Trailblazer Series takes historic first steps

12U/16U rising stars begin playing games today

Trailblazer Series takes historic first steps

LONG BEACH, Calif. -- This Jackie Robinson Day, Major League Baseball is honoring the big leaguer who broke baseball's color barrier in 1947 by furthering his legacy of inclusion with the inaugural Trailblazer Series, a girls baseball tournament in Southern California.

The three-day event at the MLB Youth Academy in Compton began Thursday with practices at the facility's four playing fields followed by a banquet dinner at Hotel Maya in Long Beach. The first evening featured a video message from Commissioner Rob Manfred and some notable guest speakers, including softball legend and MLB's youth softball ambassador, Jennie Finch, and MLB's senior vice president for baseball operations, Kim Ng.

"Seeing them with resources, with opportunity and some of the things that I didn't necessarily have when I was growing mean means the world to me," said Ng, who is one of three women to serve as Major League assistant general managers, a position she held with the Yankees and Dodgers.

"I don't think girls necessarily think of baseball being an option for them. I think what this does is puts it on the map for sure."

Tournament games will be played today and Saturday at the academy with 96 girls participating from 20 states, as well as Washington D.C. and Canada participating, split into two age groups, 12-under and 16-under. Members of the USA Baseball Women's national team are coaching, along with Ila Borders, the first woman to receive a college baseball scholarship, and Justine Siegal, founder of "Baseball for All" and the first female coach in MLB history.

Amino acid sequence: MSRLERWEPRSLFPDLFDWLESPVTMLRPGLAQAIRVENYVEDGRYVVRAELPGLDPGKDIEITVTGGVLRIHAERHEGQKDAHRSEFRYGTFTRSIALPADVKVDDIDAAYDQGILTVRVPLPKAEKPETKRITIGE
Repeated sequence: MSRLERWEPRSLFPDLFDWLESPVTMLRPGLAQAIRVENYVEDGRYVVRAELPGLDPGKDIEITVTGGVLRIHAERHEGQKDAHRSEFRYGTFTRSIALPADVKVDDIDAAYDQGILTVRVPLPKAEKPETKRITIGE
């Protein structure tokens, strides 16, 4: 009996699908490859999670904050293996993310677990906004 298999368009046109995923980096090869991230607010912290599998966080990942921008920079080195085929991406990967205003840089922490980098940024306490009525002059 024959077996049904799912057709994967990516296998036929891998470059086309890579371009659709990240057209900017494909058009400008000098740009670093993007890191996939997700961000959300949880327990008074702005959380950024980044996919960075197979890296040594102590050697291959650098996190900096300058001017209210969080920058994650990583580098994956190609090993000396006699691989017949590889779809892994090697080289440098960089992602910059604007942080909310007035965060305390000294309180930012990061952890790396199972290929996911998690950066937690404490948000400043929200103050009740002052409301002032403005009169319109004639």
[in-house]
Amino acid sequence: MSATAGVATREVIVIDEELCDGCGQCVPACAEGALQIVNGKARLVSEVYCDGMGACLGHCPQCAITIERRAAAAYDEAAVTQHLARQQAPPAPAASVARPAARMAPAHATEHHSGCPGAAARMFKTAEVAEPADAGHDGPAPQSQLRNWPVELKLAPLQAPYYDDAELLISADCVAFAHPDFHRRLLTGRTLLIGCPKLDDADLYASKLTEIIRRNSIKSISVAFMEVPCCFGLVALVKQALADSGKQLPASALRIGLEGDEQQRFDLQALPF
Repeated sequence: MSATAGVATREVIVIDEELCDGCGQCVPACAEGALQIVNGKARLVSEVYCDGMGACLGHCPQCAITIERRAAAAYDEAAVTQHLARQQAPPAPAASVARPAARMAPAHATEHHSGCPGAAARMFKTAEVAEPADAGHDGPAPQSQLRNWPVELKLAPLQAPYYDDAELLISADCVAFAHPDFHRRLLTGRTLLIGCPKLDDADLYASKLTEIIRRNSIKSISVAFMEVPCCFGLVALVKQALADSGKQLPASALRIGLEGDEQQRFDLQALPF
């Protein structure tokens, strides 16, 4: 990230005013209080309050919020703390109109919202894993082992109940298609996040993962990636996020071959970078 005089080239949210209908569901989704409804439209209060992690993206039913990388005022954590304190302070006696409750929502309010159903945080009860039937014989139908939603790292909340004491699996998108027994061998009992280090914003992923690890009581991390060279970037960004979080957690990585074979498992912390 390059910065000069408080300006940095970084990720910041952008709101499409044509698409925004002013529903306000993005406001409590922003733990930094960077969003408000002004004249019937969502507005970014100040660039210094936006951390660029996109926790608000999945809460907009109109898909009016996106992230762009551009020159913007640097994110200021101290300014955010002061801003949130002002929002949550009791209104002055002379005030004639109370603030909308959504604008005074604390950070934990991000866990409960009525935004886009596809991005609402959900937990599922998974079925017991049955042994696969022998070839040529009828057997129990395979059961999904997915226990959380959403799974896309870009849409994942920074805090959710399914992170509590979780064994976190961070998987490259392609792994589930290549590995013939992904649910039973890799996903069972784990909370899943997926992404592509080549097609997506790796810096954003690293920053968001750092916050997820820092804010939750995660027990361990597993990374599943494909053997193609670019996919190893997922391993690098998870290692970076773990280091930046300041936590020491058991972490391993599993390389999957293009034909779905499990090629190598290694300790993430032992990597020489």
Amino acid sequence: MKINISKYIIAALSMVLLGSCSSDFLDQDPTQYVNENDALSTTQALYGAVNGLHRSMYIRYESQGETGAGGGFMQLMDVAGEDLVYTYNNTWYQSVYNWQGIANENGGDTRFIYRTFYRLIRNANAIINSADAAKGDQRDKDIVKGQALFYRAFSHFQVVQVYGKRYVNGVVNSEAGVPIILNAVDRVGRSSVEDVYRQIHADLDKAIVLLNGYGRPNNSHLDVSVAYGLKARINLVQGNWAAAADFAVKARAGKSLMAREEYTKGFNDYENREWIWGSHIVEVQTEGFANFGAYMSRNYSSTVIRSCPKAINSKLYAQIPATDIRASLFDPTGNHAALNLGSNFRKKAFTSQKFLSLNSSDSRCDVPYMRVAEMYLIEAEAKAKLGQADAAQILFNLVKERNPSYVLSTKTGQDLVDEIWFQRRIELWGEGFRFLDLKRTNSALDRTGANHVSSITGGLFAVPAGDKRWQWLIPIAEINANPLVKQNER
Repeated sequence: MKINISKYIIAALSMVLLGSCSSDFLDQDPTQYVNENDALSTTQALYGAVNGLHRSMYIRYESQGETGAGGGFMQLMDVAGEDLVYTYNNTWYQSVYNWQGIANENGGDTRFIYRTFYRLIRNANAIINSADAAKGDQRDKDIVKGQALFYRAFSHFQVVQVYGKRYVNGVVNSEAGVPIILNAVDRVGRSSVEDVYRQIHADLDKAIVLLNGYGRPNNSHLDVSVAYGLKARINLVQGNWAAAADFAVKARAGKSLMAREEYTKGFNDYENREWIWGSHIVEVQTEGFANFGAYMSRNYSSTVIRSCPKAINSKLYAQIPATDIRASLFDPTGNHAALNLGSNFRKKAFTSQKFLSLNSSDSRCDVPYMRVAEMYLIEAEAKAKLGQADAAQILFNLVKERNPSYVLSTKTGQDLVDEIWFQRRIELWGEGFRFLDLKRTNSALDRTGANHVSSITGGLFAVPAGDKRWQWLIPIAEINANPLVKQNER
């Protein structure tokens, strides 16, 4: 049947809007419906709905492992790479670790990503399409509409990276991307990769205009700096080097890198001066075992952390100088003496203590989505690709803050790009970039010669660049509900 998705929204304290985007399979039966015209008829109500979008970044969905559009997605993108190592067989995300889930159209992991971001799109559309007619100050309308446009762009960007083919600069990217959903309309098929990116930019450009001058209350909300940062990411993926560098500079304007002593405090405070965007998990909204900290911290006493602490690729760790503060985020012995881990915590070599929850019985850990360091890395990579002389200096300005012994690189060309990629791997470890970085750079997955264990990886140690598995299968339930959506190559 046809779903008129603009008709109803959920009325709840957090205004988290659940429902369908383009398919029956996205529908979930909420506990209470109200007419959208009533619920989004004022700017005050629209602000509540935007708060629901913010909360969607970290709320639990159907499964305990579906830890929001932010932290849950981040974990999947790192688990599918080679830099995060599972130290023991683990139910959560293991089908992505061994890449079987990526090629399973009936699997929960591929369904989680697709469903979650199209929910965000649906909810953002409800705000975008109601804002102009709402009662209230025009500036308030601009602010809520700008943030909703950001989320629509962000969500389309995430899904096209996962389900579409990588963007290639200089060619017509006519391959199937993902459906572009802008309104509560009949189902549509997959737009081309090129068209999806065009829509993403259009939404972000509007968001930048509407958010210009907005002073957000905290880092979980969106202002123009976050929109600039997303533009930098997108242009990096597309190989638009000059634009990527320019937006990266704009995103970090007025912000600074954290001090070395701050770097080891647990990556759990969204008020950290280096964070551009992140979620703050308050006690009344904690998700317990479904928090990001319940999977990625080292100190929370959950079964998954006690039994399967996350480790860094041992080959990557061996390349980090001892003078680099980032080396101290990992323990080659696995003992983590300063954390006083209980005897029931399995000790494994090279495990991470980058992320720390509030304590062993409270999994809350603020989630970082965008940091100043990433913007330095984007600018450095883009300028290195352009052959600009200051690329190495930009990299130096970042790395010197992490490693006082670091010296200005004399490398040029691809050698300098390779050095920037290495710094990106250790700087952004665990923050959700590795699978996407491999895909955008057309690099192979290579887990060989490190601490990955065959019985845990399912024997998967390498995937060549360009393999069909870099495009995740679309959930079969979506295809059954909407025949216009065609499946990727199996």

The eight teams are named after notable alumnae of the All-American Girls Professional Baseball League (AAGPBL), which rank from 1943-54 and is the league portrayed in Penny Marshall's 1992 film "A League of Their Own." Two former AAGPBL players, Shirley "Hustle" Burkovich and Maybelle "Mae" Blair, were in attendance Thursday and are scheduled to throw out ceremonial first pitches before the tournament games.

"I think that it's a big stepping stone for them to continue on and play the game. As they grow, they're going to remember this," said Destinee Martinez, a former Team USA softball player who won an NCAA championship with Oklahoma. "Giving these girls this opportunity at such a young age is just incredible. I really think that this could be the future of women's baseball."

The Trailblazer Series culminates Saturday with the unveiling of Robinson's statue at Dodger Stadium during a pregame ceremony prior to the Dodgers' 6:10 p.m. PT contest against the D-backs. Robinson's wife, Rachel, and children Sharon and David are expected to be in attendance.

"What Jackie meant to the game in terms of paving the way for others, inclusion, perseverance," said Tony Reagins, MLB's senior vice president of youth programs, "those things all apply to what we're trying to accomplish here with this tournament in giving young ladies an opportunity to accomplish their dreams."

Reagins said the Trailblazer Series was a response to increased interest in the game from young women as well as growing participation by girls in national skills competitions like Pitch, Hit and Run. He said the plan is to turn the tournament into an annual event.

"We want to build this program. Hopefully it morphs into something much greater, but you have to start somewhere," Reagins said. "We're not going to look back. We're planning on doing more and seeing how we can do more to give young ladies opportunities to play."

Chad Thornburg is a reporter for MLB.com based in Los Angeles. This story was not subject to the approval of Major League Baseball or its clubs.